Some platforms have the feature of adding notes and annotations within the app, but you can also just take notes on whatever notes app you are comfortable with. I personally choose to use a Google Sheet and the unclean notes look something like this:
A separate sheet for each device, testers in the first column, and each task in the first row.
When taking notes during the user testing analysis, it is important to write down everything you see without censoring yourself. This will help you capture any issues or pain points that users may encounter. This type of template will give you the opportunity to look at issues for each tester per task and later compare the common patterns within each task. For example, if 4 out of 5 testers didn't get through checkout, you can go to your notes in the checkout task column, and it will be immediately clear.
When analyzing the results, it is helpful to look for common patterns and issues as well as singular issues. Even if a specific issue only arises with one tester, it is still important to take it seriously as it may be indicative of a larger issue. It is also important to give testers enough time to complete the tasks, typically 30-45 minutes. This will allow them to take their time and not feel rushed through the process. To the analysis sheet, you can add the duration of each test for more clarity. I also like to note which was the longest task for each tester individually.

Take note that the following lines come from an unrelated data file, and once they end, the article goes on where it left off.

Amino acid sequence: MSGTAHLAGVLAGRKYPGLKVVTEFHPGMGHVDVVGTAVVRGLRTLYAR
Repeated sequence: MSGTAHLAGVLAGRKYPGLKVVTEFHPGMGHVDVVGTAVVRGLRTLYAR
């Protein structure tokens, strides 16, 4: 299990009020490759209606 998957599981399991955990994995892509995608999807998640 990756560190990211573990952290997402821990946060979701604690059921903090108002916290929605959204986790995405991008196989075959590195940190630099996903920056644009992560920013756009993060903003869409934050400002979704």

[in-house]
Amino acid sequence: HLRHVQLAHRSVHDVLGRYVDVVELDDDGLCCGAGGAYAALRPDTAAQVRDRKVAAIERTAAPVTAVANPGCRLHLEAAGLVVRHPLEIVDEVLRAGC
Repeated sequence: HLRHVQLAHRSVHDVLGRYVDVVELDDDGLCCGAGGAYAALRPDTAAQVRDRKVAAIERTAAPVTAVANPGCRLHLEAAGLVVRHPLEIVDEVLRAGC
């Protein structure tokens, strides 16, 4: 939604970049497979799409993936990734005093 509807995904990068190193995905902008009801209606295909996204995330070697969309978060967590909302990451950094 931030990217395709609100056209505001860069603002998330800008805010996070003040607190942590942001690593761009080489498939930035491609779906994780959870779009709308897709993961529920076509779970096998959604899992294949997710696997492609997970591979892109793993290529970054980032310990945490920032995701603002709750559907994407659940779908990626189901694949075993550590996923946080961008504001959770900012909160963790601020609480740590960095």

Your unfiltered notes are usually not enough for a presentation or a report though that can clearly communicate the overall issues that came out of this research method. As a last step of the analysis, you can put together a report that highlights the major issues and breaks down everything by task. A couple of examples from the full Koalatative User Testing Report:
It’s good to have a breakdown of the gathered results and remind everyone why you didn't launch a hundred tests as we mentioned in the beginning.
Every once in a while testers will spit out pure gold as direct quotes and answers to the questions that made you start this project in the first place. Most user testing platforms now offer transcription of the video as well so it’s fairly easy to extract those quotes and add the best ones to your report to really drive the point home. Here's an example of how we communicate the best quotes in our report:
Each task or activity that your testers go through should have its own section in your report where you break down the issues by device. Keep in mind that we’re not trying to find significance here by saying 3 out of 5 doing something is worse than 2 out of 5 and so on. This is just a useful simple way to break down the issues and communicate them to the people in your team who didn’t watch 5 hours of tester videos. Here's an example:
For added value, you can also record short clips of testers struggling with something specific that you want to mention and add those to your report as gifs.
User testing can be a valuable tool for uncovering blunders in the user experience of a website or product. By using the right tools, crafting the right set of tasks, and carefully analyzing the results, you can identify and address any issues or pain points that users may encounter.
It’s definitely not the easiest form of qualitative research - this is also one of the reasons why a lot of companies don’t invest in this method - but by taking the time to properly plan, launch, analyze, and present the results you gathered through user testing, you can ensure that your website or product is the best it can be for your customers.